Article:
On the Beach


While searching for a higher resolution image of this photo of a young woman with a lion cub, by William M. Van der Weyde, taken in Atlantic City circa 1900, I discovered it was part of a genre: women on the beach with unexpected animals. All of the following were taken on the beach in Long Beach, California.






Bear Cub


Baby Elephant


And my favorite, seagulls, with an accordion.

The Thousand Quilt


“The bundle — the great bundle — was her work! She advanced into the room and began carefully to unroll it. It was the turn of the minister’s wife to be paralyzed. She pushed forward a chair, and the child sat down in it.

“‘It’s my Thousand Quilt that I’m making for Aunt Livia,’ explained Rebecca Mary. ‘It’s most done. There’s a thousand pieces in it, and I’m on the nine hundred and ninety-oneth. I thought poberly you’d have some work, so I brought mine.’

“‘Yes, I see…’ The minister’s wife stood looking down at the tight little red figure among the gorgeous waves of the Thousand Quilt. They eddied and surged around it in dizzy reds and purples and greens.”

— Illustration by Elizabeth Shippen Green for “The Thousand Quilt” by Annie Hamilton Donnell in Harper’s Monthly Magazine, December 1904

The Postal Age


If you love mail, don’t miss David M. Henkin’s The Postal Age (2006). Granted, it’s a bit academic in tone; Henkin uses words like “monitory” (as in something that conveys a warning) and “trope” (commonly recurring literary and rhetorical devices, motifs or clichés) but he must be forgiven. The material he has gathered is delicious, and the insights are many. A few of my favorite bits:

“I know not whereabouts this letter will find thee, but I throw it upon the winds.” — Nathaniel Hawthorne to his fiancée in 1840

Did it not seem “a beneficent miracle that messages can arrive at all; that a little slip of paper will skim over all these weltering floods, and other inextricable confusions; and come at last, in the hand of the Twopenny Postman, safe to your lurking-place, like a green leaf in the bill of Noah’s Dove?” — Thomas Carlyle in a letter to Ralph Waldo Emerson

“I hope I have not made too free in anything I said–I wanted to write as if I was talking to you.” — Lethe Jackson, a slave, writing to her master’s daughter in 1838

In Cleveland, in the 1850s, a letter arrived addressed: “To the big-faced Butcher, with a big wart on his nose.” The local postmen knew exactly who the letter was meant for, but all of them were too afraid to deliver it.

Between 1844 and 1865, Henry Wadsworth Longfellow received more than 400 requests for his autograph, and referred to his growing stack of unanswered mail “as huge and inexhaustible as the guano on the odorous Chinchi Islands.”

Virginia Penny, writing in 1863 of employment opportunities for women, cautioned those who might want to work at the post office: “The class of women who go to the general post office constantly for letters are of a kind respectable women would not like to come into contact with. The majority receive letters under fictitious names.” Penny was referring to prostitutes, who used the privacy of the post and post office boxes to arrange meetings with clients.

Now I Understand


So, three years ago, thanks to Jay Cornell, I saw this illustration by J.C. Leyendecker which appeared on the cover of the Saturday Evening Post of June 3, 1905. But I had no idea what was going on. From the magazine’s cover, it appeared to be illustrating a short story entitled “A State of Mind” by Robert W. Chambers, but I couldn’t find that story in any collection of Chambers’  work. (And a copy of the magazine I found on eBay was $25, which was too steep just to satisfy my curiosity.)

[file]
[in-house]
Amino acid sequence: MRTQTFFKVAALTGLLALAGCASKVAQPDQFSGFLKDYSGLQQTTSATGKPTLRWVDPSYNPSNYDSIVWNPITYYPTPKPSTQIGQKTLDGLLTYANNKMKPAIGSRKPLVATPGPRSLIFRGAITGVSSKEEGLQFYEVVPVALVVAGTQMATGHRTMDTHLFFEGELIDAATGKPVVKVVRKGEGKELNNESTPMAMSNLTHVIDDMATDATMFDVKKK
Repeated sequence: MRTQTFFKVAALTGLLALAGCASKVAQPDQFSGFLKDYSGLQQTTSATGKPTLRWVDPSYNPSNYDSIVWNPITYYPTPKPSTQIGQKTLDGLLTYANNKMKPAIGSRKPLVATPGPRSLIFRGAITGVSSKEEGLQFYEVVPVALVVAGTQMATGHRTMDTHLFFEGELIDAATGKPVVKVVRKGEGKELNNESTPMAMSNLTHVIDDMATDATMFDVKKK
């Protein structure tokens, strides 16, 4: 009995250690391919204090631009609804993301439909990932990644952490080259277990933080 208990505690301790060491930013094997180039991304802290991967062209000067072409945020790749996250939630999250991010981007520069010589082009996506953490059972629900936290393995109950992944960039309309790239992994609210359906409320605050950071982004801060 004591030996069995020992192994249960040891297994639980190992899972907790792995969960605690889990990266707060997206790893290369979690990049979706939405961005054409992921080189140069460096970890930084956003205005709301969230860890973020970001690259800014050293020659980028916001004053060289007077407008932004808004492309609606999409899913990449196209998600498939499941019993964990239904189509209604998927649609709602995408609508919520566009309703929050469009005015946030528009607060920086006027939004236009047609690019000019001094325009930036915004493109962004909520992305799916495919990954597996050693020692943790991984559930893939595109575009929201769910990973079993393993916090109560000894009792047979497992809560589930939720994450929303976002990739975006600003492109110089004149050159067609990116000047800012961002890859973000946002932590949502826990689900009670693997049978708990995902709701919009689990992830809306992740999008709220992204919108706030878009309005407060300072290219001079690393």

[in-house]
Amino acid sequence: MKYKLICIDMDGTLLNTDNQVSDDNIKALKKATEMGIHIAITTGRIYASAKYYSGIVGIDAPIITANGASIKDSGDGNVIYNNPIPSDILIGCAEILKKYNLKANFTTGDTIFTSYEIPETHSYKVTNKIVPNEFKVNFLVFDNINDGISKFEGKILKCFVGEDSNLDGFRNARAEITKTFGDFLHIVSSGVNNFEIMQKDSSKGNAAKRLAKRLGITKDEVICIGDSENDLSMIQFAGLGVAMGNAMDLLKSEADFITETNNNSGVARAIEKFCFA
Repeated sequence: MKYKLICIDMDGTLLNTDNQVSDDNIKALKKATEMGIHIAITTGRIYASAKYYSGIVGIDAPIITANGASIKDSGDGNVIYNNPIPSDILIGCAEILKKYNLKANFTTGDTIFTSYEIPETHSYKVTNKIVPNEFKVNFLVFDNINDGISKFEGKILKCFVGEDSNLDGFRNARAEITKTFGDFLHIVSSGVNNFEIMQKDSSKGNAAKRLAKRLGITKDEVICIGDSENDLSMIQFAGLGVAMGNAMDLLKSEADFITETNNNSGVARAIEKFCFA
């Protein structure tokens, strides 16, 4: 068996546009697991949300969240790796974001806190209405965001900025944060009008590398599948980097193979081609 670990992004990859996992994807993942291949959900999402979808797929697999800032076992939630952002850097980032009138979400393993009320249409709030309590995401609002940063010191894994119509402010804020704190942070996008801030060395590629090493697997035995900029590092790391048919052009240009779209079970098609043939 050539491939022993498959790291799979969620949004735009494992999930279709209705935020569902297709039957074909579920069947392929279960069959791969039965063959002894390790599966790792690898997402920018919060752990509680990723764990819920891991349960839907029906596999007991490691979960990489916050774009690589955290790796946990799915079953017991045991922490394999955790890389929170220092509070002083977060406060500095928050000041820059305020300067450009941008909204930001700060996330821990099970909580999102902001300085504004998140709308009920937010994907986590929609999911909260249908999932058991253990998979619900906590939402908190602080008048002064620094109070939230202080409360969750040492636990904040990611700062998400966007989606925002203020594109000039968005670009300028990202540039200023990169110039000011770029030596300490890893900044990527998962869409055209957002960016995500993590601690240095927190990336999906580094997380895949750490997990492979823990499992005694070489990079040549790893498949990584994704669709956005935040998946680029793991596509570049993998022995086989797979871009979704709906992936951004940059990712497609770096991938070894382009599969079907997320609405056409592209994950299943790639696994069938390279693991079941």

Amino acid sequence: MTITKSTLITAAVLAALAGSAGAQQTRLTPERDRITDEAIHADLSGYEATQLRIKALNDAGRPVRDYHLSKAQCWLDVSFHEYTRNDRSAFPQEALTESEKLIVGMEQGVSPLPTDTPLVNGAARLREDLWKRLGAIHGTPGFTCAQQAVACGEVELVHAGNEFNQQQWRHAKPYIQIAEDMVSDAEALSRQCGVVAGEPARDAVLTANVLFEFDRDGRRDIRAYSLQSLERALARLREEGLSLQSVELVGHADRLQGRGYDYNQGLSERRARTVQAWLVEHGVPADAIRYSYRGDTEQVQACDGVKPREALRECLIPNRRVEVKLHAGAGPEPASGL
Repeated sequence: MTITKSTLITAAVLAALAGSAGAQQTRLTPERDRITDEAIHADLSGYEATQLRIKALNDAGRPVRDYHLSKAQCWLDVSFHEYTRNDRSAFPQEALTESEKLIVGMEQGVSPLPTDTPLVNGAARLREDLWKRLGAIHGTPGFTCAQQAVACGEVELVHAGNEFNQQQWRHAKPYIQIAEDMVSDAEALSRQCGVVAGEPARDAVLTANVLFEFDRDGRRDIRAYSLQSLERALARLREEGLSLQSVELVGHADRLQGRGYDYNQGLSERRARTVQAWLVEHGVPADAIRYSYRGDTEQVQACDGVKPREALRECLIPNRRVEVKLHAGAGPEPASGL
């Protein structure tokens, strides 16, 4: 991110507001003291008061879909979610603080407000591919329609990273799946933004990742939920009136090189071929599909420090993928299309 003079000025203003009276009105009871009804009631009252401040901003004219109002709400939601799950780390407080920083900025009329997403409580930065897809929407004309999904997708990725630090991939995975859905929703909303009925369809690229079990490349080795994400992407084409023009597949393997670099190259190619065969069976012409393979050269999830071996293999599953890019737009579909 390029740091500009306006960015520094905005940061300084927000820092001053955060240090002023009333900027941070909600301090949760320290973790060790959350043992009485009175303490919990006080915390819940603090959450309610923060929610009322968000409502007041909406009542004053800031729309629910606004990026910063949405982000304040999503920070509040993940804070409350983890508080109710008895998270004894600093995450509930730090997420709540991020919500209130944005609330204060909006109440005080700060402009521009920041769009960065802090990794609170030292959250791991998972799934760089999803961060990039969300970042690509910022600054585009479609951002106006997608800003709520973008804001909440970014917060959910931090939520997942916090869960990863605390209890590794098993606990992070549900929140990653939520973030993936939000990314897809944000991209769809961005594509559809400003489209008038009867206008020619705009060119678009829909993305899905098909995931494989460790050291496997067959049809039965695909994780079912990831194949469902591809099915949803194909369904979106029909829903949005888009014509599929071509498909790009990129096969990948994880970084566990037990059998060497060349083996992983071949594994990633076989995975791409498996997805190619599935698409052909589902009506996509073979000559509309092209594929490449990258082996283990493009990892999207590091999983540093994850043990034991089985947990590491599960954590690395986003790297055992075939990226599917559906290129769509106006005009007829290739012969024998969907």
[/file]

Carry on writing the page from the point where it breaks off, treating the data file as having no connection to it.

But yesterday, another eminent scholar, Bruce Townley, mentioned Chambers and I was inspired to search again, and by gosh there it was, “A State of Mind,” Chapter 14 in a book by Chambers called The Adventures of a Modest Man (1911). However, the answer wasn’t in Chapter 14. It was in Chapter 15, “Flotsam and Jetsam.”

Two men, Ellis and Jones, have made camp on a ridge after a day of fishing. Earlier in the day, they had been fishing upstream on property belonging to Vassar College, where young women were staging a tableaux from Richard Wagner’s Lohengrin, in full costume with a boat drawn by swans, on a lake dammed especially for such outdoor theatricals.

Back at the campsite, the men observe that a distant storm is swelling the streams on either side and their ridge becomes an island surrounded by torrents. Up at Vassar’s summer camp, the dam bursts, and…

“…Ellis caught sight of something in midstream bearing down on them in a smother of foam – an enormous lizard-like creature floundering throat-deep in the flood… the scaled claws churned the shallows; a spasm shook the head; the jaws gaped. ‘Help!’ said a very sweet and frightened voice.”

The creature is Fafnir the Dragon in papiermâché, and inside is Miss Molly Sandys of Vassar. A moment later, the swan boat also appears in the torrent, carrying one Rhine-maiden (Professor Rawson), one of the two swans, and Lohengrin, actually a young woman named Helen clad in armor; they are brought to safety on dry land as well.

Ellis, who is actually James Lowell Ellis, a famous young artist, falls instantly in love with Molly in the dragon costume, reassures her that all will be well, and there you have the moment captured by the illustration.